NEW YORK – Three thoughts on Gennady Golovkin’s eighth-round knockout win over David Lemieux at Madison Square Garden.
1. Golovkin is the best fighter in the world
In the aftermath of Floyd Mayweather’s retirement, many have wondered: Who’s the best? Look no further than Golovkin, who picked up his 34th win (and 31st knockout) with another one-sided destruction of a top contender, this time Lemieux, the IBF champion. Lemieux is a good fighter; Golovkin made him look average. His head-snapping jab was working early, pushing Lemieux (34-3) backwards and making him wary of fully committing to his power shots. A rib-splintering body shot sent Lemieux down in the fifth round. Golovkin’s relentless assault–he connected on 280 of his 549 total punches per CompuBox, including 110 power shots–battered and bloodied Lemieux’s nose. At the end of the seventh, referee Steve Willis looked ready to stop it. He let the fight go another round, but jumped in quickly when Golovkin started to surge in the eighth. It was a clean stoppage of a fight that was only going to get worse for Lemieux.
2. Golovkin got lucky
OK, the headline is misleading. But after dropping Lemieux in the fifth, Golovkin landed a flush right hand while Lemieux was on a knee. There was no malice behind it; Lemieux, having just taken a nasty body shot, took a few steps backwards before taking the knee. Still, referees have disqualified fighters for similar fouls–think Roy Jones and Montell Griffin in 1997–but Willis allowed the fight to continue, and didn’t deduct a point. Lemieux recovered and ultimately it didn’t change the outcome, but Golovkin definitely dodged a bullet with that one.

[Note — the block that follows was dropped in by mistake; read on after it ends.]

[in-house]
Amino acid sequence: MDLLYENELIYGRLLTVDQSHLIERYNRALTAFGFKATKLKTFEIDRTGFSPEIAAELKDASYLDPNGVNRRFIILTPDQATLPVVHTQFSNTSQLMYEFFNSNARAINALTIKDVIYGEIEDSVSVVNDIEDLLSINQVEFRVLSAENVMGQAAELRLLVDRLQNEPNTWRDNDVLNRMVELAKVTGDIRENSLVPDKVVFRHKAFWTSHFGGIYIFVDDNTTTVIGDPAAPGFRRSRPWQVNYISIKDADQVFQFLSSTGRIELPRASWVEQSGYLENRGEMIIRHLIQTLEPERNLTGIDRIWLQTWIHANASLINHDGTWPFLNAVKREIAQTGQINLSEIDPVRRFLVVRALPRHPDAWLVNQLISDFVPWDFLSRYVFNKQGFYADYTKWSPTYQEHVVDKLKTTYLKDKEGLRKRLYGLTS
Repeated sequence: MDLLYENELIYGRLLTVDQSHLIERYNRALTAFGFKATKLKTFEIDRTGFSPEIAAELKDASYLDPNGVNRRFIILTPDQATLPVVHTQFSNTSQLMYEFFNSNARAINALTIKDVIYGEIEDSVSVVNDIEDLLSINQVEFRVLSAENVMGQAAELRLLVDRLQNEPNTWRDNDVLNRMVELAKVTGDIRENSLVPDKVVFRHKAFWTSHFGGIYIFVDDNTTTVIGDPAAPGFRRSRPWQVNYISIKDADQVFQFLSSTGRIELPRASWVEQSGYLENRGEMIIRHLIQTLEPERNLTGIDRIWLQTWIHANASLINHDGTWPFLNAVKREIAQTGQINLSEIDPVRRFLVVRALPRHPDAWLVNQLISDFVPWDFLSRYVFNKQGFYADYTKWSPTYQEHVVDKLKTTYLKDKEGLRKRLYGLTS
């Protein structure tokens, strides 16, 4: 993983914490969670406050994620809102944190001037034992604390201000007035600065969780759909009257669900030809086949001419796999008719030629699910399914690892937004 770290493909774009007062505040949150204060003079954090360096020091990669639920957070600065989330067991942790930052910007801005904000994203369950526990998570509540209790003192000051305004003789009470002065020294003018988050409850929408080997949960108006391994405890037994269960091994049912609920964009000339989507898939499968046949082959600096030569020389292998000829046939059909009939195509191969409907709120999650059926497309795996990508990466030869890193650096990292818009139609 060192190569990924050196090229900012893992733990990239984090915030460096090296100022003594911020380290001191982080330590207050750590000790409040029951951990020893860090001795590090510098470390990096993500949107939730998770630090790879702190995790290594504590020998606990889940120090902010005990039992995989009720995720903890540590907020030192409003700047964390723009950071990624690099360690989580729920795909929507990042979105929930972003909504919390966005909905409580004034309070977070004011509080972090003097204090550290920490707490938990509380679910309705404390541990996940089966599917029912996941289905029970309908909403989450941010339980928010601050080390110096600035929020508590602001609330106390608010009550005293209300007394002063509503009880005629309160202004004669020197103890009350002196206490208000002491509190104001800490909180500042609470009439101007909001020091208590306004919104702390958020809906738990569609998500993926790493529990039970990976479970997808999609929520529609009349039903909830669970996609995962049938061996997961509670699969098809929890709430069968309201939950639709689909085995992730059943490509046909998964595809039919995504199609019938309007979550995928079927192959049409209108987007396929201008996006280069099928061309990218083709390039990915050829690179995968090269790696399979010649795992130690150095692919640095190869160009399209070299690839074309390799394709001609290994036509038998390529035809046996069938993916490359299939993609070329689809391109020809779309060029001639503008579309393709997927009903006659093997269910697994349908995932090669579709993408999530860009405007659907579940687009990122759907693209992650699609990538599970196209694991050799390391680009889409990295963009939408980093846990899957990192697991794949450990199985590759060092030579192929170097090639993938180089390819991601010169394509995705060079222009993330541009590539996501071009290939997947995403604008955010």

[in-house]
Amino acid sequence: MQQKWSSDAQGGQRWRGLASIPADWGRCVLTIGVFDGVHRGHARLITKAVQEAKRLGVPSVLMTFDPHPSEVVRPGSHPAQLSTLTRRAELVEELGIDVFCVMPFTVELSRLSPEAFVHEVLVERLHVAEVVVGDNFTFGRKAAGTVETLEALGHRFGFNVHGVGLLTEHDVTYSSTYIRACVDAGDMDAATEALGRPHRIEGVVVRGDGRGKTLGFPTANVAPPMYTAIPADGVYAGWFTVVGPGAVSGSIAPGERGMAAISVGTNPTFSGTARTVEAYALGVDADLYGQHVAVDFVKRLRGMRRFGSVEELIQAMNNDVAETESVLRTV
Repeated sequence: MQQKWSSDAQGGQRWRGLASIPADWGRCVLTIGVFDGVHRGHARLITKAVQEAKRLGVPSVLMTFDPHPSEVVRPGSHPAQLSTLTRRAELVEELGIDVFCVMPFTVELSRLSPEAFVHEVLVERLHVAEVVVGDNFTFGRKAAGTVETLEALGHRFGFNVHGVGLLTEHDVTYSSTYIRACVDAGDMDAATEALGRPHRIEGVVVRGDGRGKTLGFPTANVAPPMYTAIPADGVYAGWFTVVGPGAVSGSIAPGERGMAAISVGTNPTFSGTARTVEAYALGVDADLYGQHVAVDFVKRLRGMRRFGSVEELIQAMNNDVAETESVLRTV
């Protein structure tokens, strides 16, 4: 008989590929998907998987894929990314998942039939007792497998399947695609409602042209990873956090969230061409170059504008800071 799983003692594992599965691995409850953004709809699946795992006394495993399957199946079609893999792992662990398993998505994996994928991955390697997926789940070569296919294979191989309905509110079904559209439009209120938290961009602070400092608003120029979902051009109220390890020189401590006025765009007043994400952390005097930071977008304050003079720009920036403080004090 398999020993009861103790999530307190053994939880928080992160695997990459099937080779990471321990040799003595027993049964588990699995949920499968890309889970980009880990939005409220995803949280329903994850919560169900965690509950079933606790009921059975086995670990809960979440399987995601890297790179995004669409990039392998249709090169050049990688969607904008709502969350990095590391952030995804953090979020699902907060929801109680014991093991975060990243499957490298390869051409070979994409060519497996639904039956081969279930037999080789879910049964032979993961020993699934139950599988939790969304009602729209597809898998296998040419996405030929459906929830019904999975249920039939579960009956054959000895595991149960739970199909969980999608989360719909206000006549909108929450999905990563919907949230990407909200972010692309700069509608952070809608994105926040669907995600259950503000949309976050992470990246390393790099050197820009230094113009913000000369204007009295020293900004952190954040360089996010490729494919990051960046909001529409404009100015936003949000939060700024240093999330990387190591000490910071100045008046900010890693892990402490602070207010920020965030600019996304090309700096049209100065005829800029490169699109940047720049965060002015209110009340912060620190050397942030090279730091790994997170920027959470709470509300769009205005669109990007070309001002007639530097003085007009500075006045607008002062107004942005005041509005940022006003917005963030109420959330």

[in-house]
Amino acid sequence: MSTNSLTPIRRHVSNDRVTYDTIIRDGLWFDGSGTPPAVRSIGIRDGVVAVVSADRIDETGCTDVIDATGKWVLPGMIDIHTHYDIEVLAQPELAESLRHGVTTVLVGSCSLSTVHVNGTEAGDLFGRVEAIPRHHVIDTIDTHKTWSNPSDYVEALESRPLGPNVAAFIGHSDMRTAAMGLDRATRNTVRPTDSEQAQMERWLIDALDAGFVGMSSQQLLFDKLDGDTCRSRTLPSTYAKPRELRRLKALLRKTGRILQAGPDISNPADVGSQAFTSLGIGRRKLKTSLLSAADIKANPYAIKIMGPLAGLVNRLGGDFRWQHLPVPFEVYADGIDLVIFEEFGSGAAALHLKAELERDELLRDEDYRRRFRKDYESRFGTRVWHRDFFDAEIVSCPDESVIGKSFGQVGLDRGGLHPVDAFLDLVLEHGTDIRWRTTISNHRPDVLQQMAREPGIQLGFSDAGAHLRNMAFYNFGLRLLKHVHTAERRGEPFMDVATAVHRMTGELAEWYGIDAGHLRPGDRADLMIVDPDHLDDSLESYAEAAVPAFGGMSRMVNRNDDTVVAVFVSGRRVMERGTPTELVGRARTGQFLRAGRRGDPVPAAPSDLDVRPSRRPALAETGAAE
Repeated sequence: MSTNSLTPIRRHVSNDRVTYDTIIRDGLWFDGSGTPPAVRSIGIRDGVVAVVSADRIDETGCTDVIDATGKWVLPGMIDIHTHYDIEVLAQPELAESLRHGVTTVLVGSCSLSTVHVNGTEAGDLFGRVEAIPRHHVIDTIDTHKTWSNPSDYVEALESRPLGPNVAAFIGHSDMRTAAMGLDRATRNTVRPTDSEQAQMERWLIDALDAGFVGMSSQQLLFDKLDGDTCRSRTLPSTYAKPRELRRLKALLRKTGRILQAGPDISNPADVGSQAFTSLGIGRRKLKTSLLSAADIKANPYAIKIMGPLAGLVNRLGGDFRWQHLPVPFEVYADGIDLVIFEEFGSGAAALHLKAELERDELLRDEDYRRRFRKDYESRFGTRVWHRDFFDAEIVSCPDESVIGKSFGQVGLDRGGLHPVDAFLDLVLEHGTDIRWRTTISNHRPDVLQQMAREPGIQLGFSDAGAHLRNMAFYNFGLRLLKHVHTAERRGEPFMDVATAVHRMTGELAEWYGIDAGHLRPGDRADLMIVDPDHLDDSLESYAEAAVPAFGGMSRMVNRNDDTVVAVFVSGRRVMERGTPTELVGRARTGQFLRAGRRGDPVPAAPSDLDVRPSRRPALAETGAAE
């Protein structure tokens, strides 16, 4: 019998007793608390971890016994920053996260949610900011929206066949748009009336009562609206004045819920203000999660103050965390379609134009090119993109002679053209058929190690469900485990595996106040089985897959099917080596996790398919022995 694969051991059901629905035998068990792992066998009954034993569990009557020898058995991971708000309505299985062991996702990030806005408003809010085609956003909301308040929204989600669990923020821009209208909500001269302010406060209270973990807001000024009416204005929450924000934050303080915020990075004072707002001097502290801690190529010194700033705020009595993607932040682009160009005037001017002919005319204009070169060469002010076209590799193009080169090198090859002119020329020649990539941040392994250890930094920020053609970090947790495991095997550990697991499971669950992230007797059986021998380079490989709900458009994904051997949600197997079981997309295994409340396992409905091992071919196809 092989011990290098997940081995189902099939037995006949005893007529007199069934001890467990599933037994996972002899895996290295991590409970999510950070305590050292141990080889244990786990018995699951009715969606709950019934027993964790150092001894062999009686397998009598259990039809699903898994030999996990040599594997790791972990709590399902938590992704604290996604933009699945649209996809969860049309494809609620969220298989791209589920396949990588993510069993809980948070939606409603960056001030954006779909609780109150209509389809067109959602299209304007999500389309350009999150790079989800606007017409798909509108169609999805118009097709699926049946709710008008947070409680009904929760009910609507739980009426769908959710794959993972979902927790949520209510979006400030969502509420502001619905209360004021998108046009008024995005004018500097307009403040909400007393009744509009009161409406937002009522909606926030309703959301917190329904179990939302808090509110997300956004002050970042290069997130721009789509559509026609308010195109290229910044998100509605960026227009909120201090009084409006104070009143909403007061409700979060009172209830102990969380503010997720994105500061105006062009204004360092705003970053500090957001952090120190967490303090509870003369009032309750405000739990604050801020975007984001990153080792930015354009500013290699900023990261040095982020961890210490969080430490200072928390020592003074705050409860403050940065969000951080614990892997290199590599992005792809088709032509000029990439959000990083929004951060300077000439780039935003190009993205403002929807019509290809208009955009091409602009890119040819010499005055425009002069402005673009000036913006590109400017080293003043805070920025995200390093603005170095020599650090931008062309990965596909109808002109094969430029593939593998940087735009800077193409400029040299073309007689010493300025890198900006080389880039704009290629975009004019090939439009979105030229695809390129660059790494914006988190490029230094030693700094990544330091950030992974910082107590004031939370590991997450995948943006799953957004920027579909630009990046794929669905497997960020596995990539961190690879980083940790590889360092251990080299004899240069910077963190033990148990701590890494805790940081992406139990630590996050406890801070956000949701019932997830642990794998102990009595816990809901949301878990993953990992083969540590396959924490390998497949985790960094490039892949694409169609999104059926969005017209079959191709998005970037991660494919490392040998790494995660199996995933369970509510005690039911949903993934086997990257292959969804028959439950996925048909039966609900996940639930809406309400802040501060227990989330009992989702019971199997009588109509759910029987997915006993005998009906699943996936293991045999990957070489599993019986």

3. Opponents have no excuses now
It will be an anxious few days for Tom Loeffler, Golovkin’s promoter who has masterfully built Golovkin into a star in the U.S. the last three years. A common response from top middleweights when asked about Golovkin: He doesn’t bring enough money. Well, Golovkin extracts huge license fees from HBO. He has sold out StubHub Center in Southern California and just packed 20,548 fans into Madison Square Garden. Next week, Golovkin will find out if he can draw an audience on pay-per-view. If he can–and HBO and K2 execs say that anything north of 200,000 buys is a huge win–Loeffler will be free to make big money offers to the likes of Saul Alvarez and Miguel Cotto, who face off on November 21st, Peter Quillin and Daniel Jacobs, who fight in December, and titleholder Andy Lee.
Then, there will be only one excuse to not fight Golovkin: They don’t want a piece of this monster.